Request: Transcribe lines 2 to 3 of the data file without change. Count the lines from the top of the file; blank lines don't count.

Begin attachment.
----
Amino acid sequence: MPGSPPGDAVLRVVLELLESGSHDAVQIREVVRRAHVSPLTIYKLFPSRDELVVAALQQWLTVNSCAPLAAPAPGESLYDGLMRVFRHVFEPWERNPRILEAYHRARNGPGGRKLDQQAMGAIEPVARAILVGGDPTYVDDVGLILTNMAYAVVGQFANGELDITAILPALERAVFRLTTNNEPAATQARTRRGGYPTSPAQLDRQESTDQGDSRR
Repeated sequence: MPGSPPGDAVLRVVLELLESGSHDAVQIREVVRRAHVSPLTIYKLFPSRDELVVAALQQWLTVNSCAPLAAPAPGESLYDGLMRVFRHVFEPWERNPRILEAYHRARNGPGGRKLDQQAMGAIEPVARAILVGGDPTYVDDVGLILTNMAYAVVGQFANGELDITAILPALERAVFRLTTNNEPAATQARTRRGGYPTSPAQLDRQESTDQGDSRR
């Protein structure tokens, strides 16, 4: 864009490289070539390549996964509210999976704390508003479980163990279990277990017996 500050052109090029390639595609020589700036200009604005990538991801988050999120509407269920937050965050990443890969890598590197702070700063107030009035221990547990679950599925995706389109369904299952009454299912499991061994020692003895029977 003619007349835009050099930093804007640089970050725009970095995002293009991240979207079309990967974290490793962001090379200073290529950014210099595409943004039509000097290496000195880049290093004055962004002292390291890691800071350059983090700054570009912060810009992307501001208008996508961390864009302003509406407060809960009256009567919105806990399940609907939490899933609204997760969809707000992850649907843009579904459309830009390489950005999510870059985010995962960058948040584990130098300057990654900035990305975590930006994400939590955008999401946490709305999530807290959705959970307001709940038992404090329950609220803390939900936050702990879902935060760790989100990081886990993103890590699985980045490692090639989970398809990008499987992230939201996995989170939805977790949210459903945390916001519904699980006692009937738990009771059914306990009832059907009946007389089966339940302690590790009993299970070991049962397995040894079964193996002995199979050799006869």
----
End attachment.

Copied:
Repeated sequence: MPGSPPGDAVLRVVLELLESGSHDAVQIREVVRRAHVSPLTIYKLFPSRDELVVAALQQWLTVNSCAPLAAPAPGESLYDGLMRVFRHVFEPWERNPRILEAYHRARNGPGGRKLDQQAMGAIEPVARAILVGGDPTYVDDVGLILTNMAYAVVGQFANGELDITAILPALERAVFRLTTNNEPAATQARTRRGGYPTSPAQLDRQESTDQGDSRR
């Protein structure tokens, strides 16, 4: 864009490289070539390549996964509210999976704390508003479980163990279990277990017996 500050052109090029390639595609020589700036200009604005990538991801988050999120509407269920937050965050990443890969890598590197702070700063107030009035221990547990679950599925995706389109369904299952009454299912499991061994020692003895029977 003619007349835009050099930093804007640089970050725009970095995002293009991240979207079309990967974290490793962001090379200073290529950014210099595409943004039509000097290496000195880049290093004055962004002292390291890691800071350059983090700054570009912060810009992307501001208008996508961390864009302003509406407060809960009256009567919105806990399940609907939490899933609204997760969809707000992850649907843009579904459309830009390489950005999510870059985010995962960058948040584990130098300057990654900035990305975590930006994400939590955008999401946490709305999530807290959705959970307001709940038992404090329950609220803390939900936050702990879902935060760790989100990081886990993103890590699985980045490692090639989970398809990008499987992230939201996995989170939805977790949210459903945390916001519904699980006692009937738990009771059914306990009832059907009946007389089966339940302690590790009993299970070991049962397995040894079964193996002995199979050799006869």